Channels: In Photoshop you can manipulate individual colour channels and create new channels for saving selections and creating certain effects. It's something more advanced users might need.
Masks: From version 9, Elements supports layer masks, a key took in many image-editing techniques. Photoshop also supports editable 'vector' masks made with the Pen or Shape tools.
Actions: These are sequences of commands you can record and play back with a single mouseclick, and they can save a lot of time. You can't record Actions in Elements.
Enhanced RAW tools: Both Elements and Photoshop come with Adobe Camera Raw, but the Photoshop has many more image-editing tools and options.
Automated lens corrections: Photoshop Elements offers basic manual correction for lens defects, but Photoshop adds automatic lens correction based on profiles developed specifically for the lens in use.
Layer styles: Layer styles can be used to add a wide range of effects. Those in Elements are limited in their scope, but Photoshop's are much more powerful.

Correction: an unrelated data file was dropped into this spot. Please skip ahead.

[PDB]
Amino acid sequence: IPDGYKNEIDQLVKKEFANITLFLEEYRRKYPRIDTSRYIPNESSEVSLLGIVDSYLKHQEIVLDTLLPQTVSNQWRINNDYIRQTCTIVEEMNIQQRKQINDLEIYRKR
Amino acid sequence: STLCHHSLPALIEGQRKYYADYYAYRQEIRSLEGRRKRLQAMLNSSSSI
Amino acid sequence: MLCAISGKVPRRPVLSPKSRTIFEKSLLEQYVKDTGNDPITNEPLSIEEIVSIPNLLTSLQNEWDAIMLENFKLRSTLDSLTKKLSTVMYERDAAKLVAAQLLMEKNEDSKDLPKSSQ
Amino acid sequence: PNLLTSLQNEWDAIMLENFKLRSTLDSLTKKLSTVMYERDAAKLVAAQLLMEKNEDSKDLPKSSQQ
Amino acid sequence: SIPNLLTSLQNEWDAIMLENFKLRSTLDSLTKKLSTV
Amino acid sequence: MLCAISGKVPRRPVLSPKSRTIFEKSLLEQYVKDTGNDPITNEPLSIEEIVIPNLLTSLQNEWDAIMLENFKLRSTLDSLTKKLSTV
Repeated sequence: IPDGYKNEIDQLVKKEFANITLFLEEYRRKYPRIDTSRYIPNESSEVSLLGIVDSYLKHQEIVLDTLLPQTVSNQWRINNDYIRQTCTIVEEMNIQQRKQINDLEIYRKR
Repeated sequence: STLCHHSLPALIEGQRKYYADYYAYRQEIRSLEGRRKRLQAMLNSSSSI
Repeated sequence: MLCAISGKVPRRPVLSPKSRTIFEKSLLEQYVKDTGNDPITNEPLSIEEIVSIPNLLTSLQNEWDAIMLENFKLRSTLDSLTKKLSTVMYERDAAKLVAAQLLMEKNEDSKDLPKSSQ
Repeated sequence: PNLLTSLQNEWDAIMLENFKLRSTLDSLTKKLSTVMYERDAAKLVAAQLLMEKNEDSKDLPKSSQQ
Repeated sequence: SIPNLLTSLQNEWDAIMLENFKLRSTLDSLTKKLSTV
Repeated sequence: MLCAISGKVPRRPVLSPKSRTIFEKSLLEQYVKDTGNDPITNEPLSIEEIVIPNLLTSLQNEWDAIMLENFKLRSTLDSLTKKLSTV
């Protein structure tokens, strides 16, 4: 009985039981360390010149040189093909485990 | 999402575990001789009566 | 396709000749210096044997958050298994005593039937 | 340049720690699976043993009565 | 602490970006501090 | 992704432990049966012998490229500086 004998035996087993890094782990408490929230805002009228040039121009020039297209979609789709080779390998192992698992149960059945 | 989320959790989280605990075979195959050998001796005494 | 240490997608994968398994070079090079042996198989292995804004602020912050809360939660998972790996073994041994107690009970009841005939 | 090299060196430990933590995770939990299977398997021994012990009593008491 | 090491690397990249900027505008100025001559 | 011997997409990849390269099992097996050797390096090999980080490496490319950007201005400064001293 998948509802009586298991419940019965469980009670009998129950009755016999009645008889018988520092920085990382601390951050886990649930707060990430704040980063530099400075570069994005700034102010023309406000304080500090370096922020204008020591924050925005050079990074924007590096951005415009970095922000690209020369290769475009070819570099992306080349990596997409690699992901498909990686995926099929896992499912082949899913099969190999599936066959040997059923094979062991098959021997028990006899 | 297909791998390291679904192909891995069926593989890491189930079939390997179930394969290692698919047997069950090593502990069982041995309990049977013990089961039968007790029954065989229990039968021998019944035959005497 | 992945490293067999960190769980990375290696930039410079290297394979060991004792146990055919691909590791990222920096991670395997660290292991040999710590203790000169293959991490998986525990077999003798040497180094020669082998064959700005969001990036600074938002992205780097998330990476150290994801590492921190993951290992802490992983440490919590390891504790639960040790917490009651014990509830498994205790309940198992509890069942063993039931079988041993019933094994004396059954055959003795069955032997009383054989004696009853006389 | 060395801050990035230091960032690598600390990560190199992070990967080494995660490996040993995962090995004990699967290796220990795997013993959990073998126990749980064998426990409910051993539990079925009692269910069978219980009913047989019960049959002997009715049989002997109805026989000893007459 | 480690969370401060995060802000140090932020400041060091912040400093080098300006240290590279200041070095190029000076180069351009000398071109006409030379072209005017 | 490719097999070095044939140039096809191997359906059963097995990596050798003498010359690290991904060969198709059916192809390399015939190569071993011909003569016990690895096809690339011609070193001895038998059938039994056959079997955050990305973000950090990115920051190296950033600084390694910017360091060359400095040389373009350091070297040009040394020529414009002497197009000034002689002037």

Photoshop Elements is not one program but two. The Organizer is very good image cataloguing tool, and an application in its own right. And Elements itself is far more than a dumbed-down Photoshop. Its Quick and Guided modes are designed to make image-editing easier for beginners, and there's, nothing wrong with that, but in its Full mode it can do the vast majority of things that Photoshop can. But Elements was this good already, even before this latest version.
Elements 10 combines a great cataloguing tool with an image-editor that's almost as powerful as Photoshop but a fraction of the price, and with its three editing modes it caters for everyone from novices to photo experts.
Half-successful new visual search tools, some new image effects, enhancements to the crop and text tools and new creation templates don't make much of an upgrade. There's a bit more icing, but the cake's the same.
The enhancements in Elements 10, even though they are fairly numerous, are pretty minor. You're just getting more of what it did already rather than anything genuinely new. And there does seem to be a trend towards features, like the visual search tools, which sometimes yield good results and sometimes don't. Maybe the problem is that there's nothing more for Adobe to add? If so, that's a testament to how good Photoshop Elements has become, but also explains why Elements 10 leaves a vague feeling of disappointment.